Heat wave conditions scorched the national capital Thursday, with the Palam Observatory registering a high of 46.8 degrees Celsius, the maximum temperature recorded in May since 2013.
The Palam Observatory had recorded a high of 47.2 degrees Celsius in May 2013.
"Delhi heats up. Palam in Delhi recorded 46.8 degree. Highest temperature in the month of May since 2013. All time high is 48.4 degree recorded on May 26 in 1998," Mahesh Palawat of the private weather forecasting agency Skymet Weather tweeted.
"The temperature in the Palam area is always one or two notches more than that at the rest of the places because it's open. Emissions due to high aviation activity also adds to the heat," India Meteorological Department's regional weather forecasting chief Kuldeep Srivastav said.
The Safdarjung Observatory recorded a maximum of 44.7 degrees Celsius, the highest for the season so far. The minimum temperature settled at 26.8 degrees Celsius, the weatherman said.
The Ridge and Ayanagar observatories recorded the mercury at 46.4 and 46 degrees Celsius.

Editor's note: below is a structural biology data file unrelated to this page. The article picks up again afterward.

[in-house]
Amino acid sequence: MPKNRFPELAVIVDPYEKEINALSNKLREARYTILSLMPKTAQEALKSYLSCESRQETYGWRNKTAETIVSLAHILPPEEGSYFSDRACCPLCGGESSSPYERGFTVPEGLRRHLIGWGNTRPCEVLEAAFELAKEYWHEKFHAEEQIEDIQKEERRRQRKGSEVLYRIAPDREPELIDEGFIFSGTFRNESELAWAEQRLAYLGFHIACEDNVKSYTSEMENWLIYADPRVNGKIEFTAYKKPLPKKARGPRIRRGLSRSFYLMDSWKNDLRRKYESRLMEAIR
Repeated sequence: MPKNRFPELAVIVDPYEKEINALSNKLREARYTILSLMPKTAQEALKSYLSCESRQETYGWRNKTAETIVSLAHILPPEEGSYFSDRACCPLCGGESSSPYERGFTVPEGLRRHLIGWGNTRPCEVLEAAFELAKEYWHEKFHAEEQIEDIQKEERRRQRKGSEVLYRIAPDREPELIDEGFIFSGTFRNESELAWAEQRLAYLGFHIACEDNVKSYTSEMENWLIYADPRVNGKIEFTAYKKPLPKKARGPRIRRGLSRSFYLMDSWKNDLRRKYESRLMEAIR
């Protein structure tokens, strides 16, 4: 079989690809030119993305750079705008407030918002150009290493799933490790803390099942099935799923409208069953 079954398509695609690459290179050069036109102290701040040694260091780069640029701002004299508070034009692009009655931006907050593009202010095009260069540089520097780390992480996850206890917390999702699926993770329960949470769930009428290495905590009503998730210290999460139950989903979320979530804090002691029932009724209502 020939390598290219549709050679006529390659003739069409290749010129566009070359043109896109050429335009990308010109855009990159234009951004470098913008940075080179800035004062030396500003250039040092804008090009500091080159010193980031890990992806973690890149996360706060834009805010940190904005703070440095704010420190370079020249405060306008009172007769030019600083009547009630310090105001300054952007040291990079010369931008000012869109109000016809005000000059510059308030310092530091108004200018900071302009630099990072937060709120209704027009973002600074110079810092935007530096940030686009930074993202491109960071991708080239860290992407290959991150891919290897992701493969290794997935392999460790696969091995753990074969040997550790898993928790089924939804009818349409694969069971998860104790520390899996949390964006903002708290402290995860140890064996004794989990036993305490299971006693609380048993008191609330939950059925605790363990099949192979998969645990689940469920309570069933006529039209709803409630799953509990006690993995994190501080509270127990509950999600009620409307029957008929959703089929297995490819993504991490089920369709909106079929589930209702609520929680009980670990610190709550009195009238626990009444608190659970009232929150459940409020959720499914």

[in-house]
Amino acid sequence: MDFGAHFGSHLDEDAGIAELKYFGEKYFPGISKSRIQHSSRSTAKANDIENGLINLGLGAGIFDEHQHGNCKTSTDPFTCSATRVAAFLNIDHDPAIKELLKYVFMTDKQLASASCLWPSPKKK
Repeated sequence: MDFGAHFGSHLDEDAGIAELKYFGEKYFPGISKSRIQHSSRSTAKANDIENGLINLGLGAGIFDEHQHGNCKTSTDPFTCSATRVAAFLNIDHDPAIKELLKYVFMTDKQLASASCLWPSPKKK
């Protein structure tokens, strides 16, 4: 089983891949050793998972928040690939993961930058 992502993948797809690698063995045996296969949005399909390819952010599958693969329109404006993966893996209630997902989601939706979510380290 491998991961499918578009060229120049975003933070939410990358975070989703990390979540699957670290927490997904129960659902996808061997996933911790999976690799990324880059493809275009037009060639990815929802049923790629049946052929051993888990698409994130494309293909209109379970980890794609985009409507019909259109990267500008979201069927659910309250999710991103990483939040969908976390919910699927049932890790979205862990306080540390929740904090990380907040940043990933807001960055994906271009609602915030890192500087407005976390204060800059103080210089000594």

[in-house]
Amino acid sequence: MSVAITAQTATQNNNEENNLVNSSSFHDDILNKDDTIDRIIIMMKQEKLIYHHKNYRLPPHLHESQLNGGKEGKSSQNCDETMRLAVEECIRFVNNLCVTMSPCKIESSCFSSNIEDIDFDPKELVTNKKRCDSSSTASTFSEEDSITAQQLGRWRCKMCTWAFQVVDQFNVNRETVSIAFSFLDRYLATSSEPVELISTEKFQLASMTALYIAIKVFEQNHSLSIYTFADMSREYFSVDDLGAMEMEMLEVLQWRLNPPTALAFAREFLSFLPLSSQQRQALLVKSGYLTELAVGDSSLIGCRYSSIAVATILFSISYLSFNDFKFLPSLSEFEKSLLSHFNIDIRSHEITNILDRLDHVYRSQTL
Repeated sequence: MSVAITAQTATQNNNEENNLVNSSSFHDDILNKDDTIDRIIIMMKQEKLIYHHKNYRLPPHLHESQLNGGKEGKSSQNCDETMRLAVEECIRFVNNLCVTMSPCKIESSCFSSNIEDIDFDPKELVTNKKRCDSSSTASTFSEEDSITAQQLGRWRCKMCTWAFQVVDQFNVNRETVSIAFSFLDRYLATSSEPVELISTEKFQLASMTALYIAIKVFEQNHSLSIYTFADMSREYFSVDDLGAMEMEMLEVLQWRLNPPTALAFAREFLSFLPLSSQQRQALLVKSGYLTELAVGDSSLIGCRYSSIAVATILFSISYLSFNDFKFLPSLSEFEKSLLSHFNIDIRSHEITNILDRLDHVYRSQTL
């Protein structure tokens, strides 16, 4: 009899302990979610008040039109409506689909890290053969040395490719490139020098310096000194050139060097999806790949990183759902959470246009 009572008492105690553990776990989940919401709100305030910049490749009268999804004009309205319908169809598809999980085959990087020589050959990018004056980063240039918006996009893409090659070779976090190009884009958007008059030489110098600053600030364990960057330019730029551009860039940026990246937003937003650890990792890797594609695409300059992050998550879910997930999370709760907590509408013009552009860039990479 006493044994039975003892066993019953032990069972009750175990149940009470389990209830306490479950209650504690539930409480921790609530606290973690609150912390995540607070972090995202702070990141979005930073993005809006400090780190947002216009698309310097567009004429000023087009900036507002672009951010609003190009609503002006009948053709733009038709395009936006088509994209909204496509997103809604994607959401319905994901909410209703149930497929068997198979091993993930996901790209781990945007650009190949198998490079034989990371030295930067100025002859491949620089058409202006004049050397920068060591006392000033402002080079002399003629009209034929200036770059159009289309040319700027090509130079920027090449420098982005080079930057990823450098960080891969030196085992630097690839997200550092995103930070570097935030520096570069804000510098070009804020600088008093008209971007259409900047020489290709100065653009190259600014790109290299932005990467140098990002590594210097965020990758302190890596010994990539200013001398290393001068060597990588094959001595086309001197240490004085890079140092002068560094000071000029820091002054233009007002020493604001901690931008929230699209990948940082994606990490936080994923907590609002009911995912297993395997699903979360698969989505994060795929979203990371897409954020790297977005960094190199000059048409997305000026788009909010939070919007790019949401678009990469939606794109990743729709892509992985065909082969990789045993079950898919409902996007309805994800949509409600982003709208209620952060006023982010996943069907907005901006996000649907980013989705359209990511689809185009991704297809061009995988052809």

The official said severe heat wave conditions will prevail in a few pockets of the city over the next three-four days.
A heat wave is declared when the maximum temperature is 45 degrees Celsius for two consecutive days in large areas and severe heat wave is when the mercury touches the 47-degree mark for two days on the trot.
In smaller areas, like the national capital, a heat wave is declared if the temperature soars to 45 degrees Celsius even for a day, Srivastava said.
The official said similar conditions are likely to prevail Friday. The city is likely to record a high of 45 degrees Celsius and a low of 28 degrees Celsius.
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